Sunday, 23 November 2008

BCA vs Simon Singh

You may or may not be aware of the libel action being brought against Simon Singh by the British Chiropractic Association. But if you're interested in finding out more, the current best sources are Holford Watch and the ongoing coverage at Jack of Kent.

The bad news is that the BCA aren't backing off. The good news (as I understand it) is that this means that, as part of the "fair comment" defence, the evidence for and against chiropractic - in respect to the six named child health conditions - is centrally relevant to the case, and will be well and truly put in the spotlight.

An important point to keep in mind, however, is whether this is the correct arena for this matter. Should it really be a matter decided legally, when the legal concept of evidence is so far removed from the scientific one as to be almost indistinguishable? Sadly, it seems to be a symptom of the horrific state of defamation legislation in this country.

Wednesday, 19 November 2008

Too much to ask?

I have no problem with people believing in gods, or indeed holding any supernatural beliefs - I think I've made that quite clear in previous entries here. I also have no problem with people who believe that these irrationalities are compatible with science. I think they're horribly and utterly wrong, but I also accept that they're quite entitled to hold those beliefs.

What I do have a problem with, however, is when this sort of person is appointed to a top position related to science. Such as, oh I don't know, The British Science Minister, who claims to have a "sixth sense". Also, he believes in God and sees no conflict between these beliefs and science.

Also, apparently, the new Canadian Minister for Science and Technology is a doctor of chiropractic.

Is it too much to ask that our top science positions are filled by people with the ability to think critically, and in a scientific manner?


Wednesday, 12 November 2008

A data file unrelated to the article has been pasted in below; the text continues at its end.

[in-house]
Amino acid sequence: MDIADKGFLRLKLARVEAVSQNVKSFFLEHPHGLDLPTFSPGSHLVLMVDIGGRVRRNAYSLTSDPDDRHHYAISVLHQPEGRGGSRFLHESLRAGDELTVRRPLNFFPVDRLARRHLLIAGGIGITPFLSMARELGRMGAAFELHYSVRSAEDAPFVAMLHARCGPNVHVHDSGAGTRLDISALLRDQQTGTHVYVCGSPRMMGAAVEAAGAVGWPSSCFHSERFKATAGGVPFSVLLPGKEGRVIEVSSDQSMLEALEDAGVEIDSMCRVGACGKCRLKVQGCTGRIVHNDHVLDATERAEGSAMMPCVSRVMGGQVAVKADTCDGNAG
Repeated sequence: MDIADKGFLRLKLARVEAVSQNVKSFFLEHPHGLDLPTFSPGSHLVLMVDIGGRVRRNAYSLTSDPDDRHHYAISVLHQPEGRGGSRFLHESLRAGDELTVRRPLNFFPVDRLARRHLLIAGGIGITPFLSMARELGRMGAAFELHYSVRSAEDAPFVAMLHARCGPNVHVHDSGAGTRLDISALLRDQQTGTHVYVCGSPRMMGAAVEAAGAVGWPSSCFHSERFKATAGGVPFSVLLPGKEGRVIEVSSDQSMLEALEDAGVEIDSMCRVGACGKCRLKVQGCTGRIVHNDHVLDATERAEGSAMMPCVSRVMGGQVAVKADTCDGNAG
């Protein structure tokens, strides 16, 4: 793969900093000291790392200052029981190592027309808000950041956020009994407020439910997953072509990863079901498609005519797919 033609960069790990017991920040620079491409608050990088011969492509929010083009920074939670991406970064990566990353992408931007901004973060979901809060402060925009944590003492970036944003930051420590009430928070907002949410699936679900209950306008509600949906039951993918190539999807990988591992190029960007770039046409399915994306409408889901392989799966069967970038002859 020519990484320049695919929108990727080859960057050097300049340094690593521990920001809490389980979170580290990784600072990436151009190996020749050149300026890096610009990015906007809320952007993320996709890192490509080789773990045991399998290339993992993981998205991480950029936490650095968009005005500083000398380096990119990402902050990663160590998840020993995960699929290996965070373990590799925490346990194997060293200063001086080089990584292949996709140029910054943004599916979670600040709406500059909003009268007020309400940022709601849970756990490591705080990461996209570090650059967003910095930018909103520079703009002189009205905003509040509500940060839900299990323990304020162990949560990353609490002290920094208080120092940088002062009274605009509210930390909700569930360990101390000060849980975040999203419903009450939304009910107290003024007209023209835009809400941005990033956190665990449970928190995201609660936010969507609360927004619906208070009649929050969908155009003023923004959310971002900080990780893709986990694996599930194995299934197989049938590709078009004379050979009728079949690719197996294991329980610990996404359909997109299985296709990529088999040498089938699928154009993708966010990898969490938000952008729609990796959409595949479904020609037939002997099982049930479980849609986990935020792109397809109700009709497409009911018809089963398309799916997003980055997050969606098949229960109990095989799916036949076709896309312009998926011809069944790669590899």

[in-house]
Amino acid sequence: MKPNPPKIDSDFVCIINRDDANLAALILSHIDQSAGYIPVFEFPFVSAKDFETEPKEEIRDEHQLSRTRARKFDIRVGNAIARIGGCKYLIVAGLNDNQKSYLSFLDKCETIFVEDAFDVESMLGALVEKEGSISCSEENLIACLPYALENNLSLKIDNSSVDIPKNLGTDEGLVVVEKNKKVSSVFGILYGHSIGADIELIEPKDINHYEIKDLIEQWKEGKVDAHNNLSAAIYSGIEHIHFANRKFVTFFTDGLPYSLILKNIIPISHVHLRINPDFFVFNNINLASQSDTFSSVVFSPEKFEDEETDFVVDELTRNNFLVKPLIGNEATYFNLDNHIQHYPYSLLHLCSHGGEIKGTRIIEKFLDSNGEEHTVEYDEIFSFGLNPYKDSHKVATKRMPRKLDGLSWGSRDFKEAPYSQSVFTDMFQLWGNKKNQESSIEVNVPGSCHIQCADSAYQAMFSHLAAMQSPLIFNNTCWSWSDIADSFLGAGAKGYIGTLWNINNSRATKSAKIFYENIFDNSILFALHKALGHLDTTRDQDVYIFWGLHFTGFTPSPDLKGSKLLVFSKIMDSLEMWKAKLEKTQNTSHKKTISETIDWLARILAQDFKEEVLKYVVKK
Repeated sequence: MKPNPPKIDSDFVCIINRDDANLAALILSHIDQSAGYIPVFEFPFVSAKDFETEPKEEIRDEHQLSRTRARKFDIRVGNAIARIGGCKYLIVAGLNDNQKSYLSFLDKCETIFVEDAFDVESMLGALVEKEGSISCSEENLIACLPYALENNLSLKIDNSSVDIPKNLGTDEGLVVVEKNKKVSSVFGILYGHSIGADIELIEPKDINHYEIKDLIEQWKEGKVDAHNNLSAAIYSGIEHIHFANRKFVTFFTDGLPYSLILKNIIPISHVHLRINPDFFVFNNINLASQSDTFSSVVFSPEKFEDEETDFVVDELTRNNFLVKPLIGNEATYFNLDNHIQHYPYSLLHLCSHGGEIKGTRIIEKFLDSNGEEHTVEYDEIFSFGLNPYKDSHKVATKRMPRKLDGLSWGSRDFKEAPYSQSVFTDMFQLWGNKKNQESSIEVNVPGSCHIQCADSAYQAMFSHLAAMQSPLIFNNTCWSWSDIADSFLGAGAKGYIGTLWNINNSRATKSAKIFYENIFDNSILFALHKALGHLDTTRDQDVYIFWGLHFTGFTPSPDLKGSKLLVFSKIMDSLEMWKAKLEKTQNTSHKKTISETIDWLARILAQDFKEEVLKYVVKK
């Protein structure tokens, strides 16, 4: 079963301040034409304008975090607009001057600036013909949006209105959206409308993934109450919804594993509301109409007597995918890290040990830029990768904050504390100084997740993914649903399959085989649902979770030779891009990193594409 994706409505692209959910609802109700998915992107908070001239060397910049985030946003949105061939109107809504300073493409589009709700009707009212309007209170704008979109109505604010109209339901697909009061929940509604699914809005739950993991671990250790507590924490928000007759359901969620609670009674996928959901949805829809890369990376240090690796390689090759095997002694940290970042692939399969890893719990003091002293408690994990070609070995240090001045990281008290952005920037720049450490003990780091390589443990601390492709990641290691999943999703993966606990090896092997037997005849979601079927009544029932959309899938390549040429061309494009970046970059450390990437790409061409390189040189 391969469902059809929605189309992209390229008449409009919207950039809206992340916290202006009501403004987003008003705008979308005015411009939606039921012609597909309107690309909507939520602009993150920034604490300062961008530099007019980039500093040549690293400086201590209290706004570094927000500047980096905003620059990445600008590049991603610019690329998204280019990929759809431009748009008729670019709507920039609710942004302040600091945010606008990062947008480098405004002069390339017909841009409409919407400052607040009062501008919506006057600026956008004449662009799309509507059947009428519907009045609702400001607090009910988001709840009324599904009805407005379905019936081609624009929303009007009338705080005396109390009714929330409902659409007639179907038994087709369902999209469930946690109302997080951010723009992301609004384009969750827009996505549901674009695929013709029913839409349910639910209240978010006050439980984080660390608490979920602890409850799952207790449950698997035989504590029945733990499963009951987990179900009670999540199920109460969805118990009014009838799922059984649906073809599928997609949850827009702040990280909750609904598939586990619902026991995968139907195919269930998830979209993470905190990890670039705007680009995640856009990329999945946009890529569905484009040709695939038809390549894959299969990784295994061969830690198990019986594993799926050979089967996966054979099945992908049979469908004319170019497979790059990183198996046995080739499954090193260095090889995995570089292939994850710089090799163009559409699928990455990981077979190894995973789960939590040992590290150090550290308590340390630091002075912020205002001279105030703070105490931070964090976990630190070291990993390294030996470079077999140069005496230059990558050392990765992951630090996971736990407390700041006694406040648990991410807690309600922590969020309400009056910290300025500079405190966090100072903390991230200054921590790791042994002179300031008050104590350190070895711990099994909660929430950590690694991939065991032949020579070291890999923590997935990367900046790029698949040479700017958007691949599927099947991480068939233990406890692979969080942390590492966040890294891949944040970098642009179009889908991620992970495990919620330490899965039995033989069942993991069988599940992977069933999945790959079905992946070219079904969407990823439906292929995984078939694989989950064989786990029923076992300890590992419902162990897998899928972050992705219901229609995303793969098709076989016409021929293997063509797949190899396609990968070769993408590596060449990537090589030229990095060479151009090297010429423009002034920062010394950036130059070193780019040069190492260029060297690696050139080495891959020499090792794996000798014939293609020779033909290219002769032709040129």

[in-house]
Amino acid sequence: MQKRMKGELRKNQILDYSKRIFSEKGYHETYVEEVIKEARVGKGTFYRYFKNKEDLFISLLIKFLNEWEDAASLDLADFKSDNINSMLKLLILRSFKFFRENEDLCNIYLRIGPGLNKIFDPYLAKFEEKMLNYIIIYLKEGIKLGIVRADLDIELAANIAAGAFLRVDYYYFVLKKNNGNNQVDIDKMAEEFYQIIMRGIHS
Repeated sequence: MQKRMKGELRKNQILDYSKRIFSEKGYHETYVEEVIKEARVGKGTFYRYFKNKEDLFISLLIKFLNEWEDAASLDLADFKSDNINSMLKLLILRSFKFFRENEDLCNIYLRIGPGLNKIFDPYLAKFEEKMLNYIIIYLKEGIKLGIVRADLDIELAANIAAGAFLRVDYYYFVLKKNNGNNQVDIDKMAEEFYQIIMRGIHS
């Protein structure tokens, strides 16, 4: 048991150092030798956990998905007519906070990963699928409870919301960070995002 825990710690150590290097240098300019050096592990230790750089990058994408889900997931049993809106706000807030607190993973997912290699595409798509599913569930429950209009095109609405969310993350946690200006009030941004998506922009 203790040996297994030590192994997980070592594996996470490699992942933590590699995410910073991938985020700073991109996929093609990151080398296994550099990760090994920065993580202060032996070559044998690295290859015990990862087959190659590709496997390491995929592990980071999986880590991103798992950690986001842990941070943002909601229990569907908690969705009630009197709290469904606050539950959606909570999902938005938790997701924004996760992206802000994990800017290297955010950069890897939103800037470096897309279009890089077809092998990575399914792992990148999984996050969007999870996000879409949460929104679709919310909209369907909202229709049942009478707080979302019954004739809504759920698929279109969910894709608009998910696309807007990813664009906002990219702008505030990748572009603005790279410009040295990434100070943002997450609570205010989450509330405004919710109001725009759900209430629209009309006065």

What do you do?

You are the presidential candidate of the same party as the incumbent, in the last few months of the campaign. The president makes a controversial decision which, by association, could harm your chances. Polls show that a significant majority of the population does not approve. The press is asking for your comment.

What do you do?

In all likelihood, your advisors will be telling you to distance yourself from the president, and perhaps even go so far as criticising his decision. It's the obvious political choice, as the alternative offers very little advantage - siding with the president may keep some bridges intact, but burning those bridges keeps your chances of getting elected intact.

Some among you may recognise the scenario. It was one of the many complications on the road to the election in the final season of The West Wing. The reason I'm writing about it here is that Matt Santos' solution to the problem struck me as an approach characteristic of the sceptical mindset.

He did not distance himself from the president's decision. However, he also did not simply state his approval of Bartlett's actions. He stated his support for the president and then went about explaining his reasons for doing so - and the president's reasons for doing what he did. He saw that the main reason Bartlett's approval ratings were so low was the presentation of the matter in the media; his tactic was aimed at improving the information available to the public.

Perhaps it was a somewhat naïve move, based on the assumption that the press would report his full explanation and not the simple summary that he sided with the president. But one of the more appealing aspects of this particular presidential candidate is his determined idealism and reluctance to play by the standard rules of campaigning.

There are a number of different branches I could follow from this anecdote, and I probably will do so at some point. A rant about soundbite campaigning; the connection between scepticism and idealism; maybe even a comparison of the West Wing election to the most recent one. For now, it is just interesting to note that, when presented with a dilemma, it's a good idea to make sure it's not a false one.

Tuesday, 4 November 2008

Nihil illegitimae carborundum...

Councils ban use of Latin terms.

I'll admit this right now: I'm an elitist. Oddly, I think people should strive to better themselves with no upper limit to this endeavour, and the people who have succeeded more in this regard should be respected and heeded for their greater experience. I also believe that if you come across a term you don't understand, you should go look it up, or ask someone you think would know. Laziness in this regard is rewarded with continued ignorance. Your fate is in your own hands.

This having been said, however, the headline is misleading. The councils in question are not seeking to ban the Latin phrases in question - I don't know what kind of repercussions might await someone using one of them, but the quotes given in the article seem to make quite clear that it is an advisory step, not a prohibitive one.

I'm all in favour of reducing jargon, particularly in those media which are likely to have a wide and varied audience. But come on, are you seriously telling me that the majority of people get confused by "e.g." - or don't understand "via"? That seems somewhat unlikely to me, somehow.

The only bright side I see to this is that it might prevent people from saying "icksetra" instead of "et cetera", which, what with my being an elitist bastard, really annoys me.